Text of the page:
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Wrens in the Ivy


I’ve always wanted to find a bird’s nest, watch the eggs hatch and the chicks grow. It took awhile and finally we’re blessed to have a pair of Carolina wrens nesting in our hanging Swedish ivy. When we saw them starting to build a nest within the leaves of the ivy, we got so excited and hoped they will choose it as their final nest. The ivy is so close to our balcony table and chairs where we usually hang out on our days off, that’s why we didn’t expect them to build it there. Then we found out that wrens are brave and are versatile nesters. They make nests near homes and even on shelves inside garages, utilizing discarded flowerpots, mailboxes, and a variety of things like dried grasses, dead leaves, pine needles, feathers, paper, plastic, or string. It’s also said that their nests have even been found in old coat pockets and boots. Males often build multiple nests before the pair makes a final selection.


Male and female Carolina wrens build their nests together and one of them may stay at the site while the other gathers material. The wren was so fast when it built the nest that’s why most of my photos are blurry. I tried to stay out of sight when they were there and used the lighter camera with a longer zoom lens.

Linking to Wild Bird Wednesday & I and the Bird.


The Carolina wren (Thryothorus ludovicianus) is a common species of wren, resident in the eastern half of the USA, the extreme south of Ontario, Canada, and the extreme northeast of Mexico. It’s a small bird with a round body and a long tail that often points upward. The head is large with very little neck, and the distinctive bill is long, slender, and down-curved. Both males and females are a bright, unpatterned reddish-brown above and a strong orange-buff underparts, has a striking pure white eyebrow stripe, with white chin and throat. Once bonded, the pair will stay together for life. It is also noted for its loud song, popularly rendered as “teakettle-teakettle-teakettle”.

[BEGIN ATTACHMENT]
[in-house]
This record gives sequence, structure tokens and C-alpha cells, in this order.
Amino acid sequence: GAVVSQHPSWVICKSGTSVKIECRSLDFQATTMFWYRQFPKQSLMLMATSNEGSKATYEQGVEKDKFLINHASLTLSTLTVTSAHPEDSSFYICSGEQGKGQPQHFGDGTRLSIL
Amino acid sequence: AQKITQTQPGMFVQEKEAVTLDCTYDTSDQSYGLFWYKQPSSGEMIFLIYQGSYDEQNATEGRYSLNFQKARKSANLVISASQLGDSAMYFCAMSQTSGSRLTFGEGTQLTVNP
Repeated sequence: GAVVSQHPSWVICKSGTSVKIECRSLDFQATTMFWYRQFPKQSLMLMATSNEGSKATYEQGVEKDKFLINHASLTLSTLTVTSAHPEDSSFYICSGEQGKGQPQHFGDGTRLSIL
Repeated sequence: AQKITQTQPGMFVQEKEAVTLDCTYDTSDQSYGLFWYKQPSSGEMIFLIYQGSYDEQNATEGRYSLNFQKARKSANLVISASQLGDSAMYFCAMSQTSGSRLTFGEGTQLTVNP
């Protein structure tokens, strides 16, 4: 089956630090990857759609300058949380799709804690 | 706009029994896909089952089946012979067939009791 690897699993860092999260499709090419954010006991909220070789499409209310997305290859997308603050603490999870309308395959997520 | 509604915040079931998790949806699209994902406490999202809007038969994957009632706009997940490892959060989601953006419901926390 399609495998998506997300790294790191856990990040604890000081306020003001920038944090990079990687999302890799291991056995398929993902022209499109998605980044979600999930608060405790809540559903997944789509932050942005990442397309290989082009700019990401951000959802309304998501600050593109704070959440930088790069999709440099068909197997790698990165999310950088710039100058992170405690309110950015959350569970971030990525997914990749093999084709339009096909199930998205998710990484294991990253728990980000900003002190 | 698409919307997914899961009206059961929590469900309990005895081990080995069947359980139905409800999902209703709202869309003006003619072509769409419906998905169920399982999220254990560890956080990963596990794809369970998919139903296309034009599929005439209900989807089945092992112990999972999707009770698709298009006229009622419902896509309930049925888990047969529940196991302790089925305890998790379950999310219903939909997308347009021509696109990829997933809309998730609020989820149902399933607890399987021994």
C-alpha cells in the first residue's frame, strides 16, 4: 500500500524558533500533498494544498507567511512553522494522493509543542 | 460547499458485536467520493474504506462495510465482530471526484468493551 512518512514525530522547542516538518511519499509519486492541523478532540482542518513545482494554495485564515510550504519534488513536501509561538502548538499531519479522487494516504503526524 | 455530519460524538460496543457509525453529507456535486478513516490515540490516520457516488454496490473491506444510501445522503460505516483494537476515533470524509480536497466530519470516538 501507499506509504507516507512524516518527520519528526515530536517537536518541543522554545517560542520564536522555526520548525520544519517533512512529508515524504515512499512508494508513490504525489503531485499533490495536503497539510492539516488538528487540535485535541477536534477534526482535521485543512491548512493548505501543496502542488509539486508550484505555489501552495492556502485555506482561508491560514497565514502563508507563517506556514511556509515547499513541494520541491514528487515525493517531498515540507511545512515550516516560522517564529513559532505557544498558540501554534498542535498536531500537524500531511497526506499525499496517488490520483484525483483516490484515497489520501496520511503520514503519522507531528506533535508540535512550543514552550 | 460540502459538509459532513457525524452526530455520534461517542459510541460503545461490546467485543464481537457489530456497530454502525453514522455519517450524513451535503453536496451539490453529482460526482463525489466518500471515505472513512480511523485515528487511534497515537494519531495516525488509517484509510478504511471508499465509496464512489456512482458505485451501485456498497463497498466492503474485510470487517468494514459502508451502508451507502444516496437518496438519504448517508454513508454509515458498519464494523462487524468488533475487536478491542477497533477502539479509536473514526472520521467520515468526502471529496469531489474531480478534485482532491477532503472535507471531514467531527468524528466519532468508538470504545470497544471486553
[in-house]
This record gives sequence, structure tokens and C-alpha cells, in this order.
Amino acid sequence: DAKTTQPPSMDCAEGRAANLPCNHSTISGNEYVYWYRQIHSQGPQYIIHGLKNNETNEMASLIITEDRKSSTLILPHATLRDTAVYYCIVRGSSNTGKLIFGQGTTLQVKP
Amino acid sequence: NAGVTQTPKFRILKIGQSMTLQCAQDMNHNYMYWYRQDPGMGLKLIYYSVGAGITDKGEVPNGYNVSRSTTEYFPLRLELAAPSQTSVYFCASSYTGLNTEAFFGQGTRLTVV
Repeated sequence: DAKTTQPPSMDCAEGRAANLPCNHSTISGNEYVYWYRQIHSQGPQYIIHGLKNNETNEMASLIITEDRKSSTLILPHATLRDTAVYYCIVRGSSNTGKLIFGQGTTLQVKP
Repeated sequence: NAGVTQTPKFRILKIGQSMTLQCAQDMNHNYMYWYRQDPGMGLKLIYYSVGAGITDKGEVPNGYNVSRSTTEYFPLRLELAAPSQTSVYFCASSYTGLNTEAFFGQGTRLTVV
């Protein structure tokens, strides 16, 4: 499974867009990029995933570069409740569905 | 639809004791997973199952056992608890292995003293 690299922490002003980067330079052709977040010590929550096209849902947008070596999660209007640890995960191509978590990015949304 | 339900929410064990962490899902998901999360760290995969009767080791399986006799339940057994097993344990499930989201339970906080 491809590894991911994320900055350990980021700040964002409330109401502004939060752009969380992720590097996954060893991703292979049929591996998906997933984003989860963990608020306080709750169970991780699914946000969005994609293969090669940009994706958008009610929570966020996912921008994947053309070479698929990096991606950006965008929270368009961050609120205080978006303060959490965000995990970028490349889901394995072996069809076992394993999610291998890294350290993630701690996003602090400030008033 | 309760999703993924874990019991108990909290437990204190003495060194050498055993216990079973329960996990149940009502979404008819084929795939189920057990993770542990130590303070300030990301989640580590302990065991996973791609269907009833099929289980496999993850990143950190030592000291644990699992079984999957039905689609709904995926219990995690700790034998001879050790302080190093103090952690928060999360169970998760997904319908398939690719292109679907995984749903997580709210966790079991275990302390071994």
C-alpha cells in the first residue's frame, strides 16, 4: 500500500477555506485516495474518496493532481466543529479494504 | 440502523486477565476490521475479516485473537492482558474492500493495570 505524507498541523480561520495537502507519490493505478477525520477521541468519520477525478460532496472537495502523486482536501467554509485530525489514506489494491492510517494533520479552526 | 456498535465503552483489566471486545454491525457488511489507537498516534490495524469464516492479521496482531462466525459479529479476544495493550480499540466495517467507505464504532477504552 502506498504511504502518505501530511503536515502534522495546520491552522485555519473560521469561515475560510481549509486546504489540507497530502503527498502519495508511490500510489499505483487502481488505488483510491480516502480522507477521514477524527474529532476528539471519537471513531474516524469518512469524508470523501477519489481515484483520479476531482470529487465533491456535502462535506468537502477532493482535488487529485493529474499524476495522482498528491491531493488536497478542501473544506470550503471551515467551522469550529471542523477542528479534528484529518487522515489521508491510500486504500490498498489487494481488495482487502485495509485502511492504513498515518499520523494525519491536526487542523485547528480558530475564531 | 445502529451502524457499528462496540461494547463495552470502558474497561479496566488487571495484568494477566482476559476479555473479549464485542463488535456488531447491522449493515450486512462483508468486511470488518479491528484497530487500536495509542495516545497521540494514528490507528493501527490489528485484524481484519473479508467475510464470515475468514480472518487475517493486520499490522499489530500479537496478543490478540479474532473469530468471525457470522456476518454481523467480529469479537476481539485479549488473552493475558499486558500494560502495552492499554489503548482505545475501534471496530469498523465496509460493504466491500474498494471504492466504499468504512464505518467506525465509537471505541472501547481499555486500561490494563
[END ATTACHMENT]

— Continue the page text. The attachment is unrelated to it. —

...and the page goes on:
Females typically lay between four to six eggs, normally over a period of several days, up to three times per year. The eggs are oval, grayish-white and sprinkled with reddish-brown spots. The eggs hatch in about two weeks with the first young wrens leaving their nest in another two weeks.


It was such a joy to find four eggs in the nest when I peeked inside last week. We didn’t touch anything and took a quick photo of the eggs while the mother wren was away. Nowadays, we’re staying out of that area in our balcony and waiting for the eggs to hatch. It’s just so exciting!






17 replies »

  1. Beautiful little birds and its great that they have chosen to nest so close to you. The nest is certainly well hidden among the ivy.

  2. Splendid post. I always get a sort of amazed feeling when I handle a tiny bird – I band waders in our summer – and remember that it was an egg in Siberia about four months before, and now its feeding on the South coast of Australia!

    Cheers – and thanks for linking to WBW – Stewart M – Melbourne.

  3. oh, that’s awesome! hope they do well with their family! carolinas have not had good nesting luck, here. they pick terrible spots (like the dog pooper scooper hanging in the shed.) πŸ™‚

  4. It’s wonderful when such a thing happens knowing that those birds trust you and know that your closeness will actually protect them. Good luck with the hatching and i look forward to seeing those chicks soon.

Thanks for coming by today and for your kind words. I will visit you as soon as I can. Have a fantastic day and don't forget to smile. ~ Shey

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